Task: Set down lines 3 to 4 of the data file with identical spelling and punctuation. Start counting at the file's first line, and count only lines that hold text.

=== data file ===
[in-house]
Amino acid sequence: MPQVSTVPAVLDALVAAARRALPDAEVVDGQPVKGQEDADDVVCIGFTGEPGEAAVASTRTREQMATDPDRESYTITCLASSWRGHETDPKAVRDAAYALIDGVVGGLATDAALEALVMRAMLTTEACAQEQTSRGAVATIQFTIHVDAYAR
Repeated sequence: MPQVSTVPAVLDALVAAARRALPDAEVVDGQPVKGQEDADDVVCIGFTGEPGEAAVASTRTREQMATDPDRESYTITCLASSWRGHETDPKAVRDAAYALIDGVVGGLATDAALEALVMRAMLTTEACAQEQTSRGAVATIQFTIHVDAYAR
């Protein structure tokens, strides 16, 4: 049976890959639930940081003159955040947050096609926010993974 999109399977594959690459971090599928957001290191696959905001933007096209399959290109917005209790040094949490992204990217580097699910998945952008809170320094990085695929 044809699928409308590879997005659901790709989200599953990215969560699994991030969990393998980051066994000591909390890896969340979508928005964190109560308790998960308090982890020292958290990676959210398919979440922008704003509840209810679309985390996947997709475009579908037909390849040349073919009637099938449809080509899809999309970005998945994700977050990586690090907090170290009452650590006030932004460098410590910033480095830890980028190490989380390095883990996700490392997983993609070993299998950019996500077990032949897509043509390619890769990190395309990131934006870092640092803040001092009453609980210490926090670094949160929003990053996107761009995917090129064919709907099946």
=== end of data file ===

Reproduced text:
Repeated sequence: MPQVSTVPAVLDALVAAARRALPDAEVVDGQPVKGQEDADDVVCIGFTGEPGEAAVASTRTREQMATDPDRESYTITCLASSWRGHETDPKAVRDAAYALIDGVVGGLATDAALEALVMRAMLTTEACAQEQTSRGAVATIQFTIHVDAYAR
């Protein structure tokens, strides 16, 4: 049976890959639930940081003159955040947050096609926010993974 999109399977594959690459971090599928957001290191696959905001933007096209399959290109917005209790040094949490992204990217580097699910998945952008809170320094990085695929 044809699928409308590879997005659901790709989200599953990215969560699994991030969990393998980051066994000591909390890896969340979508928005964190109560308790998960308090982890020292958290990676959210398919979440922008704003509840209810679309985390996947997709475009579908037909390849040349073919009637099938449809080509899809999309970005998945994700977050990586690090907090170290009452650590006030932004460098410590910033480095830890980028190490989380390095883990996700490392997983993609070993299998950019996500077990032949897509043509390619890769990190395309990131934006870092640092803040001092009453609980210490926090670094949160929003990053996107761009995917090129064919709907099946």